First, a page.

The common signs and symptoms of a concussion is loss of consciousness, there is confusion most commonly in elderly patients, severe headache, and blurred vision. It is also accompanied by nausea and vomiting and weakness of the side of the body. When a person has loss its consciousness sometimes it also accompanied by loss of short term memory, it maybe that you would not be aware of what has happened during the injury or the activities that you did before the injury. There are some cases when the patient is preservating; it is repeating the same thing over and over again even if the answer has been already informed. Anxiety is also present to some that is why the patients are usually advised to resume activities slowly and to observe signs and symptoms that may lead long term problems. Identification of these signs and symptoms helps lessen the chances of developing major complication to the brain that would eventually be fatal if not properly assessed and given the right consideration.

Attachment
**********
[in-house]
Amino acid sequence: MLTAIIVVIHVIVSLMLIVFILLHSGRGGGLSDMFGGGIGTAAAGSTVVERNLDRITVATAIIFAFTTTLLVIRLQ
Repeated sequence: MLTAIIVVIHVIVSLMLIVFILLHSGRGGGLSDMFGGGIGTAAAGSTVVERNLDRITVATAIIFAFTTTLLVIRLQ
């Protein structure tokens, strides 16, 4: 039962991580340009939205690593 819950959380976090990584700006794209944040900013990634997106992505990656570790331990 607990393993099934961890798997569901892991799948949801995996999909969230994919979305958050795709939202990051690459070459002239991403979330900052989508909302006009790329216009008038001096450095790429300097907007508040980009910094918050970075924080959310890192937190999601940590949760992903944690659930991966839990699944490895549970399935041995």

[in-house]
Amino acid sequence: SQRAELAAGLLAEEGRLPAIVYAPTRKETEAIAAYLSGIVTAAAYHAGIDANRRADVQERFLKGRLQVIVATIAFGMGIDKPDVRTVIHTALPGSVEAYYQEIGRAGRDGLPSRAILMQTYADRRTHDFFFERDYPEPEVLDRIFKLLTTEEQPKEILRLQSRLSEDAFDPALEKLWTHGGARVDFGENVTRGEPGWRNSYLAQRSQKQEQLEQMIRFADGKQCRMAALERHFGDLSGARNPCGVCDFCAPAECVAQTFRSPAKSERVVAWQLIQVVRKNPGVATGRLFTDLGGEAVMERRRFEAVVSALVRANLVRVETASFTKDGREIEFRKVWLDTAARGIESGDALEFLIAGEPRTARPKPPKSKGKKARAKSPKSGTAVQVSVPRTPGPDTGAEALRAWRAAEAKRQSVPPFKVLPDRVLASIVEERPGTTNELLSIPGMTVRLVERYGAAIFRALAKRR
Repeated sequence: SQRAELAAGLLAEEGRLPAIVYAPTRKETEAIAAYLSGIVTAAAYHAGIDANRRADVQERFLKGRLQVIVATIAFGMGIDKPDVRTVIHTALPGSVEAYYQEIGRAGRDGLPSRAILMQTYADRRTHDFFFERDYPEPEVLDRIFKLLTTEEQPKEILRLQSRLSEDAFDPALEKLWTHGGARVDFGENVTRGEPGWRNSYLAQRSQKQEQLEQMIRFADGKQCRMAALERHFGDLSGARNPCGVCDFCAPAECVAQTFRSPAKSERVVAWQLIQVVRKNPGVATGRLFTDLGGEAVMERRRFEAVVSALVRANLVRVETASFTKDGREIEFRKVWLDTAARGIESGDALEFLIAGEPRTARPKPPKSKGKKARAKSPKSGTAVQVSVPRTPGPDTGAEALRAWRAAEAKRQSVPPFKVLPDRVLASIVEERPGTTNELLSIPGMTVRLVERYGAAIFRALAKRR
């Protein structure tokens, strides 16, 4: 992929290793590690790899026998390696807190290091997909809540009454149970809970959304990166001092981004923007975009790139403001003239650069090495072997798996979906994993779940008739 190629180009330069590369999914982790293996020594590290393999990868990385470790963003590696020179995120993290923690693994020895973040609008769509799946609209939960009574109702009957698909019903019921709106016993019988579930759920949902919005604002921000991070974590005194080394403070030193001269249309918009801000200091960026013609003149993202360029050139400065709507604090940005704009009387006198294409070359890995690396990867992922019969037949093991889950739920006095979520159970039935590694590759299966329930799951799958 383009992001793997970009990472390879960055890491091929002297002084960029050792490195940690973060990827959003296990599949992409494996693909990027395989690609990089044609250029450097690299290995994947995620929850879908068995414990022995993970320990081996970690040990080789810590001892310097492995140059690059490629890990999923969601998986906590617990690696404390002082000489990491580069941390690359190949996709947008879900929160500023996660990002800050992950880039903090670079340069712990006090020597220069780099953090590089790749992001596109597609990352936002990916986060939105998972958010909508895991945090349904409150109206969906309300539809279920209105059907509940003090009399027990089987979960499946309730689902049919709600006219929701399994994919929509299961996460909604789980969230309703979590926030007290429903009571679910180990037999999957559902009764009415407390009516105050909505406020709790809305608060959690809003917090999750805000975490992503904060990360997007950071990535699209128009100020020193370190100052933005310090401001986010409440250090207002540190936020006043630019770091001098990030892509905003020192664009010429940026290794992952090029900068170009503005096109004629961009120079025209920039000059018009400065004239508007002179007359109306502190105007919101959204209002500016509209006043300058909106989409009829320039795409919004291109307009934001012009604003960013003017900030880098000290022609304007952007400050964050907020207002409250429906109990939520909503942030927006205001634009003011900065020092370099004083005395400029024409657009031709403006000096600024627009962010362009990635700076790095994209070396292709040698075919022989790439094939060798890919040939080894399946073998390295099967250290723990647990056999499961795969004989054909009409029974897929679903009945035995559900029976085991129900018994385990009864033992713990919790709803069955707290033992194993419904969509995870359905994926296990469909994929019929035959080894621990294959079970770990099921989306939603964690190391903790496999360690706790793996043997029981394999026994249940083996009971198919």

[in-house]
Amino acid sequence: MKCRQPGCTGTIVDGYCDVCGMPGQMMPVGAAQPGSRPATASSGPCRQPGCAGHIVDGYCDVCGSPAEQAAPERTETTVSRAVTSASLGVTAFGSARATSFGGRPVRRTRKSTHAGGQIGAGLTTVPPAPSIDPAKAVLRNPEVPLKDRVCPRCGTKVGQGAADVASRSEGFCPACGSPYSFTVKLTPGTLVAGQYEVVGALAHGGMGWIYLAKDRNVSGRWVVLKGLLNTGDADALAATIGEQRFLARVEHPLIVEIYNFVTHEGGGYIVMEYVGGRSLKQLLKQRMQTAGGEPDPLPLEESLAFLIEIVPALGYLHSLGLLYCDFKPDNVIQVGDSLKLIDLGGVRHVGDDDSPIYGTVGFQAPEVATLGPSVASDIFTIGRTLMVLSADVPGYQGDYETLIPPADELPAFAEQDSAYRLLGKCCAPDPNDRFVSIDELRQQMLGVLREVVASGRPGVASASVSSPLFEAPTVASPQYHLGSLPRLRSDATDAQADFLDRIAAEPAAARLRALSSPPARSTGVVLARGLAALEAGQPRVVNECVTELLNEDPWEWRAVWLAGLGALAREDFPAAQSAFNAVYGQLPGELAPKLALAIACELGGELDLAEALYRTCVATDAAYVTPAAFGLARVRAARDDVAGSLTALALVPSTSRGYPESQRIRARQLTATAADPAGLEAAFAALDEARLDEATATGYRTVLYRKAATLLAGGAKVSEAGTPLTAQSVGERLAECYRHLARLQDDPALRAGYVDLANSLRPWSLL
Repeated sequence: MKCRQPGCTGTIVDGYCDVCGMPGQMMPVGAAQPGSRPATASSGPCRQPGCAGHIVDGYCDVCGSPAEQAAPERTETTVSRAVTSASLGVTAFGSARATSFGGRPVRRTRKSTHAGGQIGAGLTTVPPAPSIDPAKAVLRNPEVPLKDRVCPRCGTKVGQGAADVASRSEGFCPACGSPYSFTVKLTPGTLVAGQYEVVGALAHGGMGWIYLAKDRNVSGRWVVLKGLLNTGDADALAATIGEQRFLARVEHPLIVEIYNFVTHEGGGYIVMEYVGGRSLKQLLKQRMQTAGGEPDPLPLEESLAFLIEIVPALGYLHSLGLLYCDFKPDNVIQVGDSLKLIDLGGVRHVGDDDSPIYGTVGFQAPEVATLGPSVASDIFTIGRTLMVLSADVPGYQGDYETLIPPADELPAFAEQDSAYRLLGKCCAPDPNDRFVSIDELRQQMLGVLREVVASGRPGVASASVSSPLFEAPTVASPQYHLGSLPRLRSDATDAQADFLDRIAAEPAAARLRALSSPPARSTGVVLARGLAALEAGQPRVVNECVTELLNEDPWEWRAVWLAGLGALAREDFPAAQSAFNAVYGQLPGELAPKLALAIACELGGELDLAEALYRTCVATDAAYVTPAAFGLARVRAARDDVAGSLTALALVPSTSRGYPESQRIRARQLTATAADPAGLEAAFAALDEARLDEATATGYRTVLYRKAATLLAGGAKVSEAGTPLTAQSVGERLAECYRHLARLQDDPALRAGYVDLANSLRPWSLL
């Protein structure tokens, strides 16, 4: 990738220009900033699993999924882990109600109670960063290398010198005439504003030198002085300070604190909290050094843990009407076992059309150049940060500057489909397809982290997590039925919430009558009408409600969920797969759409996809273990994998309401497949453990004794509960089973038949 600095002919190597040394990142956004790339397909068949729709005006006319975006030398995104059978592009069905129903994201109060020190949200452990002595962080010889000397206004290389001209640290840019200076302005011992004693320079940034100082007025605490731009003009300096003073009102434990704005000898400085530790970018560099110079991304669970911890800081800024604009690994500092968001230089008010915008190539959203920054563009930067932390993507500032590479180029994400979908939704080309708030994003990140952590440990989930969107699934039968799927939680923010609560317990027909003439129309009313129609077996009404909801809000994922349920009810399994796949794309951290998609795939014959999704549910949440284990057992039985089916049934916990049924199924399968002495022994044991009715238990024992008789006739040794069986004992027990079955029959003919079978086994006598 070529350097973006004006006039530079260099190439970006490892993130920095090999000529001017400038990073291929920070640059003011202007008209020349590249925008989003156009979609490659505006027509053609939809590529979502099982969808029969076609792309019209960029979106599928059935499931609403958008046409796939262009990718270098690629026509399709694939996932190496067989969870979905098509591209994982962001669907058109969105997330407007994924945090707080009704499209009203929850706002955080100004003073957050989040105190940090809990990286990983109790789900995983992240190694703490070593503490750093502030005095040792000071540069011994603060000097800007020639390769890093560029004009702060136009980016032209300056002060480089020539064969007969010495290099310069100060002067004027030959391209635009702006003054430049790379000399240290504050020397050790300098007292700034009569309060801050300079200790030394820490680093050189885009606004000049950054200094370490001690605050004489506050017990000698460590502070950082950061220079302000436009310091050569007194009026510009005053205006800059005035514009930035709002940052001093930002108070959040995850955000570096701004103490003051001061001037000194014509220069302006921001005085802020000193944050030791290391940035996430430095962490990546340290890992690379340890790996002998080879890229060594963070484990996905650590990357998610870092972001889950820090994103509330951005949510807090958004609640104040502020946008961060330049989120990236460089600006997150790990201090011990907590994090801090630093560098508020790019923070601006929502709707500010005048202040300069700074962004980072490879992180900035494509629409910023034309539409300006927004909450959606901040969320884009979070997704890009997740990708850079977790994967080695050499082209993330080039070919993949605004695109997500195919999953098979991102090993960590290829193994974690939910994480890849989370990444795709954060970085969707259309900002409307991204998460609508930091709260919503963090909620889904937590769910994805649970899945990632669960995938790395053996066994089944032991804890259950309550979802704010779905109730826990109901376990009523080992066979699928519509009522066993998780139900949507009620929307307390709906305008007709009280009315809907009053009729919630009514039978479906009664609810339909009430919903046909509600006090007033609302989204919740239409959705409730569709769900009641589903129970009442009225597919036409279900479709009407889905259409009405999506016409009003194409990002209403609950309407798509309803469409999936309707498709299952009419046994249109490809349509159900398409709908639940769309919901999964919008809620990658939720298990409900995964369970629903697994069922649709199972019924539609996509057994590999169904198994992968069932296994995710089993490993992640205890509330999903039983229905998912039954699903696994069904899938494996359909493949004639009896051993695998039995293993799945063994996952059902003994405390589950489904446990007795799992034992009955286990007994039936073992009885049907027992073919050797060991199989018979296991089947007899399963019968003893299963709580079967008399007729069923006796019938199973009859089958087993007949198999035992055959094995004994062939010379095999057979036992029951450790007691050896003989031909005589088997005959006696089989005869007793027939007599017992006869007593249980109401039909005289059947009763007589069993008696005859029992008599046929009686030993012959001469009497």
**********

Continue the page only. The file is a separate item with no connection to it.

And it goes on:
Second Impact Syndrome

                Second Impact syndrome happens when athletes who sustained a head injury sustains another head injury without the symptoms of the first clearing up. This usually happens when an athlete returns to a competition without the first symptoms of the injury are resolved. Athletes do not realize the risk when a symptoms of a head injury is unresolved, they are not aware that it takes days or weeks before a concussion symptoms are determined and treated. Second Impact Syndrome is mostly affects young athletes that are in junior and senior high but it does not exclude those athletes that return to play their sports after sustaining a head injury. Incidence is really unknown because the total populations of at risk are unidentified (Cantu, 1996).

                Secondary injury may occur from days to weeks following the first one. Although loss of consciousness is evident it is not a requirement for the condition as this may be a result of other conditions that are related to head injury. Secondary Impact syndrome (SIS) maybe a mild and athletes may appear to be dizzy but this condition actually causes the cerebral edema and Herniation which leads to death within minutes or even seconds (David, C., 2008). Only 17 cases of SIS have been reported and recorded that it is why the pathophysiology is really unclear although figure 1.1 shows a simple way of what happens with SIS.